Naia, an ancient human skeleton in Mexico: why it’s in the news and why it’s important

You might have seen some stories in the news lately about a skeleton of a young woman that was found in a cave in Mexico.  If you’re anything like me, you think that any find like this is interesting and important.  But not every such find makes the news.  Wondering why this particular discovery, published last week in Science, caused such a stir?

It’s because this young woman (whom researchers called “Naia”) carries in her bones, in her DNA, a story not just of herself but of where and when and how humans arrived in North America.  She also speaks to modern questions of how archaeological bones are interpreted.

Here are the basics: in 2007, divers in an underwater cave in the Yucatan Peninsula in Mexico found a deposit of bones.  Lying among the bones of sabertooth cats, mountain lions, and a gomphothere (an extinct relative of modern elephants) were the remains of a young woman, about 16 years old.  Naia probably fell in and died, over 12,000 years ago (during the last Ice Age, lots of the world’s water would have been tied up in glaciers and the sea level would have been lower than it is now), when this underwater cave was a trap, an open sinkhole in the ground.

The teen’s mitochondrial DNA, extracted from a tooth, confirms what scientists already believe based on other genetic studies of Native Americans: that Naia’s ancestors were of Siberian (or more specifically, Beringian) origin.  The DNA of modern Native Americans, too, reflects a Siberian ancestry.

But what if Naia’s DNA hadn’t been preserved?   What if we just had the bones themselves to go on?  Well, we’d have a different story.  Naia’s facial and cranial structures, based on measurements taken from her skull, don’t look much like those of modern Native Americans.  If we were going just on bone measurements, we’d have concluded that she wasn’t an ancestor of modern Native Americans, because her bones would tell a different story.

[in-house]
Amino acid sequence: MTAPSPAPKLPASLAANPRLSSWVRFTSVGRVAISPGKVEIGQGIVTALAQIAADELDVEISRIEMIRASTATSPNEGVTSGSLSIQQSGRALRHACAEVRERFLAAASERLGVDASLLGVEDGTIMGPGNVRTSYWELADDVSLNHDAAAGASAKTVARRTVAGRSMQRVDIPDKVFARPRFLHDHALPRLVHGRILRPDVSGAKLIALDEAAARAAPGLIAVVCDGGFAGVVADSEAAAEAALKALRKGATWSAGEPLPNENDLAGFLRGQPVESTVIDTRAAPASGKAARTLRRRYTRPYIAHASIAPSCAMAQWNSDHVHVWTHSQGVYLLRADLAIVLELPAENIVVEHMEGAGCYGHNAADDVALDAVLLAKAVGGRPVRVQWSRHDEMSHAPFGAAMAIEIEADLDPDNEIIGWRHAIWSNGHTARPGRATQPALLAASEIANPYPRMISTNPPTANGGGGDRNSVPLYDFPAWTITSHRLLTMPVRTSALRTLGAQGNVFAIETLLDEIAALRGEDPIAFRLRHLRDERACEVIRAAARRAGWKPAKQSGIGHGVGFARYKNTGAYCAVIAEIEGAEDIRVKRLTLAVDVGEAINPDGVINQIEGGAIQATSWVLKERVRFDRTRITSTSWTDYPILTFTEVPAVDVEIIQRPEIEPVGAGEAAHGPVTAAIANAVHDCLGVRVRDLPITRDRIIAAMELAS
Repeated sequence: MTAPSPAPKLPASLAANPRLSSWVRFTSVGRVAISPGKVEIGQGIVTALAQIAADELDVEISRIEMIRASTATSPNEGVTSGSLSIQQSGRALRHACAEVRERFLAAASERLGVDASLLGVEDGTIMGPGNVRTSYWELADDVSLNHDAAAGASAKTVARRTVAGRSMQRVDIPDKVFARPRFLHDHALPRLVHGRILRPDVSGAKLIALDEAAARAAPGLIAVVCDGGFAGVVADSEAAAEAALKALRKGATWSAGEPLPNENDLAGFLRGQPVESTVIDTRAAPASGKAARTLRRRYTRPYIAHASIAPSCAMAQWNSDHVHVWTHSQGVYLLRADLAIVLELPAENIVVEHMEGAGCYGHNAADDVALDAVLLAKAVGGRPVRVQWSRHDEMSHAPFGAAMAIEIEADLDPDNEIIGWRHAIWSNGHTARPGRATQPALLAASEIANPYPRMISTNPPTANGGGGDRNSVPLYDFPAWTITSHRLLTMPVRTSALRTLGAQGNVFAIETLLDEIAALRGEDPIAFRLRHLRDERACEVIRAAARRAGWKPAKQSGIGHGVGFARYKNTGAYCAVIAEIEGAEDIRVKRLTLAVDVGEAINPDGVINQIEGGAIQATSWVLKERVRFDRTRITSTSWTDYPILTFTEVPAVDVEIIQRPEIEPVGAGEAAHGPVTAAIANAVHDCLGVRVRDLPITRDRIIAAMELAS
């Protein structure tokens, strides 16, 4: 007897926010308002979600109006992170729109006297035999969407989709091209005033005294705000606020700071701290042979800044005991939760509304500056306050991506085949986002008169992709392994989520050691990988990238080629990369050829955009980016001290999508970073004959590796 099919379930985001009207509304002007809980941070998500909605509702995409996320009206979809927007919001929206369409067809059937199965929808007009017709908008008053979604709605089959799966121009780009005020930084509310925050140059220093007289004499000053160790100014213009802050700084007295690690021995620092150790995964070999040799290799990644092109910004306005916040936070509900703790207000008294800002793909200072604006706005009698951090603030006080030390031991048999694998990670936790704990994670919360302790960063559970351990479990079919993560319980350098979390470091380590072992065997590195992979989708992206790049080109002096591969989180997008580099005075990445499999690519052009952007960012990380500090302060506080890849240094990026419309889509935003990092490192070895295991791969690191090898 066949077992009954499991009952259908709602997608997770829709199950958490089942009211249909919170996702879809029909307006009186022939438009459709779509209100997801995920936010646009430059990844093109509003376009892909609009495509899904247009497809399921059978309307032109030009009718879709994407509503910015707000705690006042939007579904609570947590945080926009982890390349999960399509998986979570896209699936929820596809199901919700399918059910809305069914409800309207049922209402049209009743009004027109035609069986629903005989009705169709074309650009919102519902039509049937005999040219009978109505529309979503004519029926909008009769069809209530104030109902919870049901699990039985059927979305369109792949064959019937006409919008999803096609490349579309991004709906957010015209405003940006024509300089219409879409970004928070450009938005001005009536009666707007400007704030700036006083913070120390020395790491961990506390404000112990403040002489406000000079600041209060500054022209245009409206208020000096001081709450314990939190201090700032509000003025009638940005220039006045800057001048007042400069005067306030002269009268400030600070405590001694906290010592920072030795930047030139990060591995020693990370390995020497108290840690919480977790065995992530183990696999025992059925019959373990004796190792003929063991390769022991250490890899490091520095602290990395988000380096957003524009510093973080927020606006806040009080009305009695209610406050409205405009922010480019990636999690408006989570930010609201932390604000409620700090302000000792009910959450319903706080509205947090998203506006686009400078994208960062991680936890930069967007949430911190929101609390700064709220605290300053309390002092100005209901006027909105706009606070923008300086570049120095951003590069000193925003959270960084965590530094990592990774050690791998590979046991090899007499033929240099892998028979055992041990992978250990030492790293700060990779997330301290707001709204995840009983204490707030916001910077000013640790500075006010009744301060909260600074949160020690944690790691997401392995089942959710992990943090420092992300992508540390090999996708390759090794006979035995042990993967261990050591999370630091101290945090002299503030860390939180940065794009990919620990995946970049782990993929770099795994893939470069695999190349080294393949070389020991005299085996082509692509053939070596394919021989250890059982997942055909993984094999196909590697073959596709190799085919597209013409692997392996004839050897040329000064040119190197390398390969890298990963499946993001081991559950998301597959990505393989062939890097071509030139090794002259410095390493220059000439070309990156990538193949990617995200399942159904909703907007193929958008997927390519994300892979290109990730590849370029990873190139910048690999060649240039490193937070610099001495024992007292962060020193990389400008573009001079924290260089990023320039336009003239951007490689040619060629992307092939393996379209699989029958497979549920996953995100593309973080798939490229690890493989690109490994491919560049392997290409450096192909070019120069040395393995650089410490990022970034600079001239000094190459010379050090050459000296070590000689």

But DNA doesn’t lie, right? In this case, the DNA said one thing while the cranial measurements said another.  So what does this mean?  A couple of (really important) things.  First, it tells us that the cranial differences between more ancient Native American skulls and more modern Native American cranial structures are likely a result not of different ancestry but of changes that accumulated in the cranial structures of Native American populations AFTER they arrived in North America.  Or, to be more technical about it, it means that maybe we can’t be as sure, based on cranial measurements alone, about the ancestry of ancient Native American remains.  But this isn’t just a technical question.

Why? Because these remains have shown up WITHOUT expected Native American cranial features (like Kennewick Man, or the Ancient One), but WITH Native American DNA.  As others have pointed out, this suggests that maybe Kennewick Man IS a Native American.

In other words, it means that, as so often happens, we learned something new that shows us things are probably more complicated than we thought, and our assumptions will have to be re-examined and maybe changed. Every single time this happens, every time we realize we were (or even might have been) incorrect in our knowledge or assumptions, it’s an opportunity to learn.

*Please note that the information sources I used here are linked within the post.*

Advertisements

Tags: ,

About laurenwritesscience

I'm bringing scientific news and information to anyone interested, whether you're a scientist, or just love science! My focus is earth science and archaeology but I wander quite a bit.

Leave a Reply

Fill in your details below or click an icon to log in:

WordPress.com Logo

You are commenting using your WordPress.com account. Log Out / Change )

Twitter picture

You are commenting using your Twitter account. Log Out / Change )

Facebook photo

You are commenting using your Facebook account. Log Out / Change )

Google+ photo

You are commenting using your Google+ account. Log Out / Change )

Connecting to %s

%d bloggers like this: